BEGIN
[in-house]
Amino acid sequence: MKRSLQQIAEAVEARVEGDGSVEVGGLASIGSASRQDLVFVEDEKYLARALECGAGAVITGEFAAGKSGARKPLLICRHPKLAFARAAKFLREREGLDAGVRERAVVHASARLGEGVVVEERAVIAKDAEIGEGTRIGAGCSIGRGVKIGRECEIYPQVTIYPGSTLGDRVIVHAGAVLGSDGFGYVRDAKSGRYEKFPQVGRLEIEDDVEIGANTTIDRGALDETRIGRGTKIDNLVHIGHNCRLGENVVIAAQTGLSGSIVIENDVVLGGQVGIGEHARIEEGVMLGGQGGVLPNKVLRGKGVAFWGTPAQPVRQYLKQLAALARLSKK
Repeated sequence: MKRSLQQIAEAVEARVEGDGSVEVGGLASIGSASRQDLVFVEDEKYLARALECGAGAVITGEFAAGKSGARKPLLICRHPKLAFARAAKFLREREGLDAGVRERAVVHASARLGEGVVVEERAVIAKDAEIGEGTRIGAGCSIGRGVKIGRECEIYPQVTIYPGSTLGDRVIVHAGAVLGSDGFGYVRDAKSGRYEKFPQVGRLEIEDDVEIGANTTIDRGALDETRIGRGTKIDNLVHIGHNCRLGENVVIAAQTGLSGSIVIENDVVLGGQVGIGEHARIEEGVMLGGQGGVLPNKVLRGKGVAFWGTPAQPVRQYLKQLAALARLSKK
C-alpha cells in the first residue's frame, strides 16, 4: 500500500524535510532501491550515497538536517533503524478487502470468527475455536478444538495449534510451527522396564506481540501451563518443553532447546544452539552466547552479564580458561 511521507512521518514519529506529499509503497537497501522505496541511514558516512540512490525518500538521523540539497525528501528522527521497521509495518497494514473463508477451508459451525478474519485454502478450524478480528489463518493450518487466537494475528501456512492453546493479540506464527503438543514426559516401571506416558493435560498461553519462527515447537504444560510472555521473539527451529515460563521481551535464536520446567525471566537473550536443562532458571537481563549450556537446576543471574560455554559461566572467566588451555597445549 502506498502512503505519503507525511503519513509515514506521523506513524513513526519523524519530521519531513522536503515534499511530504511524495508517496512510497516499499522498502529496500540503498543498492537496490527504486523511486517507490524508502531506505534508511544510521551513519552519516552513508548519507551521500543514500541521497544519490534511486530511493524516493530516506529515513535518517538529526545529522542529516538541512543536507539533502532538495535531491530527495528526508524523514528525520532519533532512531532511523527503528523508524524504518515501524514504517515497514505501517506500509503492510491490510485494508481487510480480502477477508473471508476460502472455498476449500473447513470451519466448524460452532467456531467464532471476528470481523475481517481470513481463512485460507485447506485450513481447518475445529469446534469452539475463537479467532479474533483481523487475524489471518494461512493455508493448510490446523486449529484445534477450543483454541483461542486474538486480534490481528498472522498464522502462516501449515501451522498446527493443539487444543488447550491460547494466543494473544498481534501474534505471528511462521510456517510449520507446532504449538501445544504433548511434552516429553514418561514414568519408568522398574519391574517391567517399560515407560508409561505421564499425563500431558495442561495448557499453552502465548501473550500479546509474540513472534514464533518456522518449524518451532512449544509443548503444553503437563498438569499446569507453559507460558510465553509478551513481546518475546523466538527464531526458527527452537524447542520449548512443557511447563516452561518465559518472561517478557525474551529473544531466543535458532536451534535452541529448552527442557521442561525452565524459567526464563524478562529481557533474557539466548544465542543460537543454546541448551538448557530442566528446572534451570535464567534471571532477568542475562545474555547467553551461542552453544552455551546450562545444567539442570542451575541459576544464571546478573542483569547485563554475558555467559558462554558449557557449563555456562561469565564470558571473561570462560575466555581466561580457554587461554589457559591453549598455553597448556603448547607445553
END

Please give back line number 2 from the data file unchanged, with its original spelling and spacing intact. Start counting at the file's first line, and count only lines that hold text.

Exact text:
Amino acid sequence: MKRSLQQIAEAVEARVEGDGSVEVGGLASIGSASRQDLVFVEDEKYLARALECGAGAVITGEFAAGKSGARKPLLICRHPKLAFARAAKFLREREGLDAGVRERAVVHASARLGEGVVVEERAVIAKDAEIGEGTRIGAGCSIGRGVKIGRECEIYPQVTIYPGSTLGDRVIVHAGAVLGSDGFGYVRDAKSGRYEKFPQVGRLEIEDDVEIGANTTIDRGALDETRIGRGTKIDNLVHIGHNCRLGENVVIAAQTGLSGSIVIENDVVLGGQVGIGEHARIEEGVMLGGQGGVLPNKVLRGKGVAFWGTPAQPVRQYLKQLAALARLSKK